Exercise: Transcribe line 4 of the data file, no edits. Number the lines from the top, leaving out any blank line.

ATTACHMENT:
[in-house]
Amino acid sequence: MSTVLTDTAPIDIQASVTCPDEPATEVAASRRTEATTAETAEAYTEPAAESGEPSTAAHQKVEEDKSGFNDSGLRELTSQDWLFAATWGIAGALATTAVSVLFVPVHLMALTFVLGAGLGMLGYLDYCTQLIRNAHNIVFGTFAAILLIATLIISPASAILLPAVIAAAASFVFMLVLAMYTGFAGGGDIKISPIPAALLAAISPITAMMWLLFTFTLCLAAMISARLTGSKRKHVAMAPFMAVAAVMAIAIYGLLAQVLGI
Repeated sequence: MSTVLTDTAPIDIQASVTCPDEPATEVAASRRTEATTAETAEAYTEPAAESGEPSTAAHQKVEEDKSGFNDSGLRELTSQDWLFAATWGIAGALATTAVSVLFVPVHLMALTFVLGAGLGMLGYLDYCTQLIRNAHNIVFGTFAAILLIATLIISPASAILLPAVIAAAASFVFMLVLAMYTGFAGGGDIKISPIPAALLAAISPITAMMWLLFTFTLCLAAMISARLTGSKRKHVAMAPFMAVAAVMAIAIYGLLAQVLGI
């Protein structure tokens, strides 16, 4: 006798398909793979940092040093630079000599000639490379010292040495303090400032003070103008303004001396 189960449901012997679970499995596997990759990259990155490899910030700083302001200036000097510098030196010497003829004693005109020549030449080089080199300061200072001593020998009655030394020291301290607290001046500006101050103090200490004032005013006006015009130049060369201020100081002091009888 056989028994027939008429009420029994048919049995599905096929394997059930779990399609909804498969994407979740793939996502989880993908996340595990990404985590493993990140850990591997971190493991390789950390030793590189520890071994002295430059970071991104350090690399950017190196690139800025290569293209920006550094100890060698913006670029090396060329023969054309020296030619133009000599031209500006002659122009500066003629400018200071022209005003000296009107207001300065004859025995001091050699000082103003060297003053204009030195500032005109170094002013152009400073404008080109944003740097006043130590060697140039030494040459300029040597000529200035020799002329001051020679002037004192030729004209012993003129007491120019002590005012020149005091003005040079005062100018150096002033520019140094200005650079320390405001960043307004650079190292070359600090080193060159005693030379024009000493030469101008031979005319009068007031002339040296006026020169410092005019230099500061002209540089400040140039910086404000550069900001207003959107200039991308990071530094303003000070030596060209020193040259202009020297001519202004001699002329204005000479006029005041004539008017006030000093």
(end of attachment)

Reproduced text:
């Protein structure tokens, strides 16, 4: 006798398909793979940092040093630079000599000639490379010292040495303090400032003070103008303004001396 189960449901012997679970499995596997990759990259990155490899910030700083302001200036000097510098030196010497003829004693005109020549030449080089080199300061200072001593020998009655030394020291301290607290001046500006101050103090200490004032005013006006015009130049060369201020100081002091009888 056989028994027939008429009420029994048919049995599905096929394997059930779990399609909804498969994407979740793939996502989880993908996340595990990404985590493993990140850990591997971190493991390789950390030793590189520890071994002295430059970071991104350090690399950017190196690139800025290569293209920006550094100890060698913006670029090396060329023969054309020296030619133009000599031209500006002659122009500066003629400018200071022209005003000296009107207001300065004859025995001091050699000082103003060297003053204009030195500032005109170094002013152009400073404008080109944003740097006043130590060697140039030494040459300029040597000529200035020799002329001051020679002037004192030729004209012993003129007491120019002590005012020149005091003005040079005062100018150096002033520019140094200005650079320390405001960043307004650079190292070359600090080193060159005693030379024009000493030469101008031979005319009068007031002339040296006026020169410092005019230099500061002209540089400040140039910086404000550069900001207003959107200039991308990071530094303003000070030596060209020193040259202009020297001519202004001699002329204005000479006029005041004539008017006030000093």